At LEXXER Solutions we provide support for a number of ex-services charities and personnel at a local level. It is our aim this year to help at least three charities to access the funding attached to the Covenant, and through three projects to I’m prove the lives of veterans. We will also work to ensure that the Covenant is fully and properly implemented in Northern Ireland.
Our first successful project funded by the Armed Forces Covenant funding was back in 2016 where we worked with a number of local community groups to integrate the ex-service community into a wider community festival. We also helped with research and wider heritage programming to commemorate the Centenary of the Battle of the Somme linking groups like the Royal British Legion, and Help for Heroes with a range of local community and cultural groups.
The project was educational, commemorative and a celebration of the contribution of the Armed forces. Our skills in the study and presentation of often contested heritage and history allowed us to work with Mid and East Antrim Council to present a programme of activities over three weeks which respected the sensitivities of the Troubles and allowed still divided communities to come together and celebrate a shared military tradition.
Practical Help through Projects
Each year LEXXER Solutions offers pro bono support ( a fancy American term for free help and support) to a number of chosen charities. We would like to prioritise ex-service charities or those working to help this sector. So come and speak to one of the team today if you have a project idea or a need that has to be met. The first point of contact will be the grants offered by the Armed Forces Covenant.
Under the Armed Forces Covenant Local Grants programme, grants of up to £20,000 are made for local projects that support community integration or local delivery of services.
Community Integration projects should create strong local links between the Armed Forces community, who are current and former members of their armed forces and their families) and civilian communities; and be able to clearly demonstrate how they will have impact in overcoming barriers to better integration; and improving perceptions, attitudes and understanding. For the project to be truly effective in achieving community integration there should be shared development, delivery and benefits for both communities.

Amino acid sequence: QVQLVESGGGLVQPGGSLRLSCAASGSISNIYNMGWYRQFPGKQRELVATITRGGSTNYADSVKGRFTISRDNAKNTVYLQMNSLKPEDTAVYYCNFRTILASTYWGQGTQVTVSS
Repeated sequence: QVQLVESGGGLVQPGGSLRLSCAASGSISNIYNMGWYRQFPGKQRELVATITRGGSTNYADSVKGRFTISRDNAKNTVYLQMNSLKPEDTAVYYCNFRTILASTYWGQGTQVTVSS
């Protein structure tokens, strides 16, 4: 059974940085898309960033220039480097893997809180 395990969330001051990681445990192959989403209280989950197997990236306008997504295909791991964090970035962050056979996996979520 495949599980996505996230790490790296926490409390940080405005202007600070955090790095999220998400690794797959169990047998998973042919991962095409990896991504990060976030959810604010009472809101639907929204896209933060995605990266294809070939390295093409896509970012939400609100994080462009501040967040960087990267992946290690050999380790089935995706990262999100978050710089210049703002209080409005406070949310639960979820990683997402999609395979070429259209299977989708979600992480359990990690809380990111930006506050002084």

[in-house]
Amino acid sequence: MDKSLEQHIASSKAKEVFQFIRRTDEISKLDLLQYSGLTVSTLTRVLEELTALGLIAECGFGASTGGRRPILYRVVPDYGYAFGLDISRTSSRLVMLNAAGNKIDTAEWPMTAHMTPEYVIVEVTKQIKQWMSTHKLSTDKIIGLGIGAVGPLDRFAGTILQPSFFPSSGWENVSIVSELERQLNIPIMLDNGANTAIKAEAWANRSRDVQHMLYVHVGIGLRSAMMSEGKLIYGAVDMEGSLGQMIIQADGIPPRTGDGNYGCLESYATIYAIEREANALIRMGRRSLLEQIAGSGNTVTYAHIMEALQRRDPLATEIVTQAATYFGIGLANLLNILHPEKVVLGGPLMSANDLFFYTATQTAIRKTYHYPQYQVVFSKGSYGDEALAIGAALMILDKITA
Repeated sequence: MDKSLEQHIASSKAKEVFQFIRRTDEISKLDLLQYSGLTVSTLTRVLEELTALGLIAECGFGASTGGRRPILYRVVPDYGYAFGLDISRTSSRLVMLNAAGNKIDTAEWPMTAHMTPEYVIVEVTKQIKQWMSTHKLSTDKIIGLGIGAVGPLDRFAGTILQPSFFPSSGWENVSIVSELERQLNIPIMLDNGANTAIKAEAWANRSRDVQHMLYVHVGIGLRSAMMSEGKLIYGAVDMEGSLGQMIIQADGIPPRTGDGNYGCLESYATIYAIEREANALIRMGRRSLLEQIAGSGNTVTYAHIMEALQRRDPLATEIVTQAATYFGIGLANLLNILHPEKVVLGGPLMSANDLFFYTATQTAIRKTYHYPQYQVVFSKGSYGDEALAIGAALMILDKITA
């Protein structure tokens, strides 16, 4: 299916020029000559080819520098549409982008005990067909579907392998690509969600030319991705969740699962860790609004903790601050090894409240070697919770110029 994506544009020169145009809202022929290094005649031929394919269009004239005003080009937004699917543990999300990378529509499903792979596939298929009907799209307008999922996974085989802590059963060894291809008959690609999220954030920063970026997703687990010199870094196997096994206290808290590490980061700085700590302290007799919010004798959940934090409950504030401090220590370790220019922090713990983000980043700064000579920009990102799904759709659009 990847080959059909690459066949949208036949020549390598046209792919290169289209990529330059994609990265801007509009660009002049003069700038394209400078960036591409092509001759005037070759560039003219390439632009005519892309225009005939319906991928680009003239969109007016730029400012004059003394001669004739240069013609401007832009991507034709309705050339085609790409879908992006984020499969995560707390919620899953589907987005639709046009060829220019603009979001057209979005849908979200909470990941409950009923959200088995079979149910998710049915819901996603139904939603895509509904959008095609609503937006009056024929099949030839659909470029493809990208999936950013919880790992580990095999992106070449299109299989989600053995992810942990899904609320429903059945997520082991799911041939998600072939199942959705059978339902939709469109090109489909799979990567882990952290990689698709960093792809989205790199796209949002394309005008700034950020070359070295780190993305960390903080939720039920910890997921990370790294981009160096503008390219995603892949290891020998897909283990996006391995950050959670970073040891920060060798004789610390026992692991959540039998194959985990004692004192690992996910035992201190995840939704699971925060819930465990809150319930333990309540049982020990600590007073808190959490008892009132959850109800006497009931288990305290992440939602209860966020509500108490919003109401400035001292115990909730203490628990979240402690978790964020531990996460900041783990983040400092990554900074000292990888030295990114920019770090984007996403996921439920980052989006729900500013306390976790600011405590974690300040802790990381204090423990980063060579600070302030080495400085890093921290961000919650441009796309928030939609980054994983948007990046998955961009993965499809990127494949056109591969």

Delivery of Local Services projectsshould be local projects which offer financial advice, housing, mental and physical health, employability or social support for serving armed forces personnel, veterans, and their families. Projects must be well connected, both to their beneficiaries and to other relevant organisations, and be able to demonstrate how the services they provide will be well-publicised, accessible and joined up.
You can only apply for a grant online, and you should read the Local Grants Guidance carefully. You can also read the application questions before you access the online form to get an idea of the information you you will need to provide.
Then come and speak to one of the LEXXER Team and we can guide you through the application process and ensure that you make the best case possible for your idea. This is needed to help others understand why there is a need for your project and how it fits with the programme aims.
You can read about past projects that we have awarded funding to so far. Your idea might not be something that we have funded previously. You can also read our terms and conditions of grant for the Armed Forces Covenant Fund Local Grants programme so that you can see what you will have to agree to if you are awarded a grant.
We are here to help and we would like to focus on practical projects which offer real help to ex-service personal especially with mental health issues. Our experience in working with victims of the Troubles have also given us a number of ideas which work, so if you know there is a need but just haven’t got the solution then that’s where we come in.